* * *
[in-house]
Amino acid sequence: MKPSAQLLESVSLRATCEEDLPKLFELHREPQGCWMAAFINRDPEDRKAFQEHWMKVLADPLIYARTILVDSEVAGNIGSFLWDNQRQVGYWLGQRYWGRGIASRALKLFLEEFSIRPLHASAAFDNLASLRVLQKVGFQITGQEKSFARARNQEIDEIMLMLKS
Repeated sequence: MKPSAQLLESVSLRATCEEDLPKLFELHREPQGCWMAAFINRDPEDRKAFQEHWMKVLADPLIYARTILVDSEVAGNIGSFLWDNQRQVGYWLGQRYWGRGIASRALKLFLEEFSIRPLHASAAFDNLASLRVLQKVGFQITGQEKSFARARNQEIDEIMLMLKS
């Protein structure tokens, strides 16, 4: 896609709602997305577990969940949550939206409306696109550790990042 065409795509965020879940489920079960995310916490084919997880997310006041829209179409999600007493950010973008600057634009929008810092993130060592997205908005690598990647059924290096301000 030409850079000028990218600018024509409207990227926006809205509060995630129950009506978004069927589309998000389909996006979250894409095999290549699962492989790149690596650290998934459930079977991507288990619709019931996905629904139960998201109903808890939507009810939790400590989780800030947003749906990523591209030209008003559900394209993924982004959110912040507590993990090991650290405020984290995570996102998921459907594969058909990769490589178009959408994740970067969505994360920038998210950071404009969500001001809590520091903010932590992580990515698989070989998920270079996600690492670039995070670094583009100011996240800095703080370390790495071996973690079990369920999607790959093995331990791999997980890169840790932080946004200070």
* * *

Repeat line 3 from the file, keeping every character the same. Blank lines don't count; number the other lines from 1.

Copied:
Repeated sequence: MKPSAQLLESVSLRATCEEDLPKLFELHREPQGCWMAAFINRDPEDRKAFQEHWMKVLADPLIYARTILVDSEVAGNIGSFLWDNQRQVGYWLGQRYWGRGIASRALKLFLEEFSIRPLHASAAFDNLASLRVLQKVGFQITGQEKSFARARNQEIDEIMLMLKS